May 30, 2016 at 3:30
  • Saved alot of my hairs :P. This is best solution I have found for production environment so far Dec 6, 2017 at 9:01
10

Your problem is that you want to modify a table with existing constraint. I see two solutions:

If you are in dev, you can rebuild your database

doctrine:database:drop --force
doctrine:database:create
doctrine:schema:create

If you're in production it's a little more complicated.

One solution I see is that you could create a command to save your data, delete the data in the tables you want to alter, modify your schema, reload the data once your table is altered. Depending on the changes, it shouldn't take more then 2-3 hours. Just make sure you have a backup in case your command goes south.

10

Schema update with foreign-key checks disabled

If Doctrine schema updates fail because of foreign-key constraints, you simply need to disable foreign-key checks for this particular update.

As a one-liner you can run:

mysql -e "set foreign_key_checks = 0; `app/console doctrine:schema:update --dump-sql`"

This prepends set foreign_key_checks = 0; to the output of app/console doctrine:schema:update --dump-sql so it actually calls exactly what Doctrine would call but with foreign-key checks disabled. Configure the mysql call to your needs.

Your schema is updated and depending on your changes no data is lost.

Keep in mind that sometimes the order of the queries is important and Doctrine simply didn't order them right. In this case you have to order the queries correctly by your own and then use that ordered list of queries instead.

4
  • 1
    The best solution for me!
    – Arkemlar
    Sep 15, 2016 at 18:16
  • Trying to run this, but it doesn't like something about the format: mysql -uroot -p -e "set foreign_key_checks=0; php bin/console doctrine:schema:update --dump-sql" ERROR 1064 (42000) at line 1: You have an error in your SQL syntax; check the manual that corresponds to your MySQL server version for the right syntax to use near 'php bin/console doctrine:schema:update --dump-sql' at line 1 Jun 16, 2017 at 22:38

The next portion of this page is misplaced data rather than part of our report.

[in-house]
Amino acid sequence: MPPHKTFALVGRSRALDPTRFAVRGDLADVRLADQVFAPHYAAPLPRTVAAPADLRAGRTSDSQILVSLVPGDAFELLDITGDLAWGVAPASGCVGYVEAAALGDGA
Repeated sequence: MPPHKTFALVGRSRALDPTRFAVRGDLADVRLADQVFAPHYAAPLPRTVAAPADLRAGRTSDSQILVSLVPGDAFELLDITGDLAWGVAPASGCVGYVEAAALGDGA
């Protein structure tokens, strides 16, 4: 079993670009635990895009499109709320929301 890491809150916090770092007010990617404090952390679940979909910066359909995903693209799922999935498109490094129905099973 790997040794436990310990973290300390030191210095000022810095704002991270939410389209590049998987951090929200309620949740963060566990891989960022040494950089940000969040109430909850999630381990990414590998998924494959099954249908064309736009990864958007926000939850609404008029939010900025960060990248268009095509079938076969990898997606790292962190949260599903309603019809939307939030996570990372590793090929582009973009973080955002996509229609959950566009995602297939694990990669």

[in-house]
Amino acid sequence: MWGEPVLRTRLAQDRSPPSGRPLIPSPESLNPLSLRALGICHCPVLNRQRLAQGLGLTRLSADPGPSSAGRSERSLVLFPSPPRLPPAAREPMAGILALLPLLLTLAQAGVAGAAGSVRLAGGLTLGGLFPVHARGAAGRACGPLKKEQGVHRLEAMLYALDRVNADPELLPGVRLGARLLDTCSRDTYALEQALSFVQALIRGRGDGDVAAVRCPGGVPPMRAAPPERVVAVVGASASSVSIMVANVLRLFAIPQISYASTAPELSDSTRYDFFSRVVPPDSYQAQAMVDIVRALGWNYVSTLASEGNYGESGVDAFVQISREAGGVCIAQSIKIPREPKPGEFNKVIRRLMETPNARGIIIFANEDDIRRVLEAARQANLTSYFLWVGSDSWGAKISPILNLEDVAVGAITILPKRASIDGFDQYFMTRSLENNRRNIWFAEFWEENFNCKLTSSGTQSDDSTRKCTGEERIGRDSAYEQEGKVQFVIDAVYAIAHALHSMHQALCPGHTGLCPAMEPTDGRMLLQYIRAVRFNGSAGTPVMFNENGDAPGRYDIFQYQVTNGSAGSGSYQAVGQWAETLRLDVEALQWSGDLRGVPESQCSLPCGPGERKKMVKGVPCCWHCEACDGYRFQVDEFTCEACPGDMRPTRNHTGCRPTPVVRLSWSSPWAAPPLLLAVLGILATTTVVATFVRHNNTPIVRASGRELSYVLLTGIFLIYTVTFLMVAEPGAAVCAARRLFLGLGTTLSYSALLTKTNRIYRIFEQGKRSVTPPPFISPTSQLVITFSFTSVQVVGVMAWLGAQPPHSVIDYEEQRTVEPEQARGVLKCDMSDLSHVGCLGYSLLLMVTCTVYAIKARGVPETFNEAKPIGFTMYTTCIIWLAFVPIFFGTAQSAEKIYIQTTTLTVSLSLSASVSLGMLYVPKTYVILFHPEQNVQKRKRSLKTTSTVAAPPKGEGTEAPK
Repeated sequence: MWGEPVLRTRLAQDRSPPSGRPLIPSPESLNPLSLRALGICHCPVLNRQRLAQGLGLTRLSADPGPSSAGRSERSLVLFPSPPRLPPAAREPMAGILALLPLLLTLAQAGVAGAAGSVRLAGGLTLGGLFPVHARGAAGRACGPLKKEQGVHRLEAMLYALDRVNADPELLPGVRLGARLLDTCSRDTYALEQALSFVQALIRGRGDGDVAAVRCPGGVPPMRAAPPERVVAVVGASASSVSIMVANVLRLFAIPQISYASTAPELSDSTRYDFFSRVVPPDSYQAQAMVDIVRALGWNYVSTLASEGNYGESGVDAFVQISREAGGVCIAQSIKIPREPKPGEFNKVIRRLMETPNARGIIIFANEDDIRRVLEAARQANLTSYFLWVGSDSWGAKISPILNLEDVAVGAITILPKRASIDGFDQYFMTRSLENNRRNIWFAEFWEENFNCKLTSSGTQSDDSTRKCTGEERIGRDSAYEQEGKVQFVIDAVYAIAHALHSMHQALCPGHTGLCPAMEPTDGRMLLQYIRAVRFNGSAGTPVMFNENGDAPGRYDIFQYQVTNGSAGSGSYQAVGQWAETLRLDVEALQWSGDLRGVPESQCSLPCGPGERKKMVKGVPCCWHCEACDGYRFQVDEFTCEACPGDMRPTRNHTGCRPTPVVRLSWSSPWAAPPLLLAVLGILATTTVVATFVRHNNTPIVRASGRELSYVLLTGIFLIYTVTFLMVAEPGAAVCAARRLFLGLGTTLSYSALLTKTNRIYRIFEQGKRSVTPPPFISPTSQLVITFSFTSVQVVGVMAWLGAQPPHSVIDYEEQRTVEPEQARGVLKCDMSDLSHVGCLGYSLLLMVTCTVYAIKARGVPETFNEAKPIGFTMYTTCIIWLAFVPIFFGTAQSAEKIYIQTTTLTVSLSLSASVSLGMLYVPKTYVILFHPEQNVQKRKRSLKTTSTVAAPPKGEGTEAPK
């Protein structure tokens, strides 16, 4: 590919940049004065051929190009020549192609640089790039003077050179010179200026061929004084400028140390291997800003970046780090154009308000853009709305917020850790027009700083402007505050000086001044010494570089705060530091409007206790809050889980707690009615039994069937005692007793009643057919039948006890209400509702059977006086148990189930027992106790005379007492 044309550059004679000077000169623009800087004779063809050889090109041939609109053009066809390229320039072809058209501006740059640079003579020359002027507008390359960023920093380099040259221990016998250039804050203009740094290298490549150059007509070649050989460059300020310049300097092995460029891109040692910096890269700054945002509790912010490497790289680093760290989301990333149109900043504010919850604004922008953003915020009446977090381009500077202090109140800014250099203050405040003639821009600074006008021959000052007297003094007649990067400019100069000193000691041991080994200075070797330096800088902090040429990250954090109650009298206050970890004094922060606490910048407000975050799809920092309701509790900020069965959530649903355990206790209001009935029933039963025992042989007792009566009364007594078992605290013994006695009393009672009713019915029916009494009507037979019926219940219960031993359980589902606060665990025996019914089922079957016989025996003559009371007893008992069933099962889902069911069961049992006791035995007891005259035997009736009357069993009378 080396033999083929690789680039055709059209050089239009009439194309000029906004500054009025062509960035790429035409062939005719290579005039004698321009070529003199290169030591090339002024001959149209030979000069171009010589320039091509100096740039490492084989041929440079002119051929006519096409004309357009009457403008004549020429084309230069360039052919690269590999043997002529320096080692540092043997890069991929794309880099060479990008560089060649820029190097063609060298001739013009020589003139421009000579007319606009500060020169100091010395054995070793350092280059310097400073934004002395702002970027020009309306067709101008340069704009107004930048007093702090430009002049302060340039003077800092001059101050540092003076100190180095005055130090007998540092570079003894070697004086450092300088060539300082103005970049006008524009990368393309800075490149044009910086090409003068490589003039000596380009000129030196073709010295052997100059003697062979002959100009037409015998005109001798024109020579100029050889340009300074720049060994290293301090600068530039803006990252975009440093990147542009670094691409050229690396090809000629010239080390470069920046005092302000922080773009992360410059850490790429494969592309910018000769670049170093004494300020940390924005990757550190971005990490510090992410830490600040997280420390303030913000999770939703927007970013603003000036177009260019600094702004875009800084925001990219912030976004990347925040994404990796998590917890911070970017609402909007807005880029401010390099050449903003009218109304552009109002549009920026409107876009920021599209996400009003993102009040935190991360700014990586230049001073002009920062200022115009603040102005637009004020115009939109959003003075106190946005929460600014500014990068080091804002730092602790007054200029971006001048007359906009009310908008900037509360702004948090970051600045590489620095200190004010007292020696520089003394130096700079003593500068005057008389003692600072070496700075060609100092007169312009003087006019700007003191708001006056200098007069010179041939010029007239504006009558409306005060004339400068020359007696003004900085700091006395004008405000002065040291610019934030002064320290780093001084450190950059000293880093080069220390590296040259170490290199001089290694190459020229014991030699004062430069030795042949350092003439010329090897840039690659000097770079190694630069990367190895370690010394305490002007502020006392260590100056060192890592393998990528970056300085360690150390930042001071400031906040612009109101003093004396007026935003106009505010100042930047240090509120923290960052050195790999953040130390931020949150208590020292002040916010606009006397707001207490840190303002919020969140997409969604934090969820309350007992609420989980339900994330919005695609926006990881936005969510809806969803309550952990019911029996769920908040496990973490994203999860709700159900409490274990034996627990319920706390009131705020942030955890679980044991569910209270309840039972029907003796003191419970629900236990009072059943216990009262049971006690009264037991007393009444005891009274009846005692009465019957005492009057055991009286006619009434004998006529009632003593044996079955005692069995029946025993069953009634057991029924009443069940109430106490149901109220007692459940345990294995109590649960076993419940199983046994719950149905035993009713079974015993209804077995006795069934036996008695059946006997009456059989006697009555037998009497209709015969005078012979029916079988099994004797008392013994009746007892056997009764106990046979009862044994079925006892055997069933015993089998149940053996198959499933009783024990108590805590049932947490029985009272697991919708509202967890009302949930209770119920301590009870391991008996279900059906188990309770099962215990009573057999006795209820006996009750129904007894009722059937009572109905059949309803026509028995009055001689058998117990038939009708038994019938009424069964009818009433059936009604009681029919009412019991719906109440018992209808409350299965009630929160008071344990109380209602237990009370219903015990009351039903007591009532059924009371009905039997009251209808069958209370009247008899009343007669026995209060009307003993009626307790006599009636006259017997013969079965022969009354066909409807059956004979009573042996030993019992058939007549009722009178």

• There's a problem with your quotation: You have to use "`" so that the results of app/console doctrine:schema:update --dump-sql are piped into the query.
    – flu
    Jun 20, 2017 at 7:59
  • The first 3 lines of output do not contain SQL, so I added | tail -n+4 to be able to make this trick work: mysql -e "set foreign_key_checks = 0; `bin/console doctrine:schema:update --dump-sql | tail -n+4`"
    – 7ochem
    Feb 2, 2021 at 14:53
0

you need to add a value related to the field in the new table.

For example: if you have table A and B, and B is have the key of A (a_id) then you need to add a field in A with id = 1 and in the table B the a_id need to be changed to a value from A table - 1 in this case (make this for all the fields).

After that run : php app/console doctrine:schema:update --force

Regards

-1

For me it worked with the following setup (with two relations). The trick was to not mix up mappedBy and inversedBy.

/**
 * @ORM\Entity
 * @ORM\Table(name="user")
 */
class User extends BaseUser
{
    /**
     * @var Merchant
     *
     * @ORM\OneToOne(targetEntity="Merchant", mappedBy="user")
     */
    protected $merchant;

    /**
     * @var Client
     *
     * @ORM\OneToOne(targetEntity="Client", mappedBy="user")
     */
    protected $client;
}

/**
 * @ORM\Table(name="merchant")
 * @ORM\Entity
 */
class Merchant extends BaseEntity
{
    /**
     * @ORM\OneToOne(targetEntity="User", inversedBy="merchant")
     */
    protected $user;
}

/**
 * @ORM\Table(name="client")
 * @ORM\Entity
 */
class Client extends BaseEntity
{
    /**
     * @ORM\OneToOne(targetEntity="User", inversedBy="client")
     */
    protected $user;
}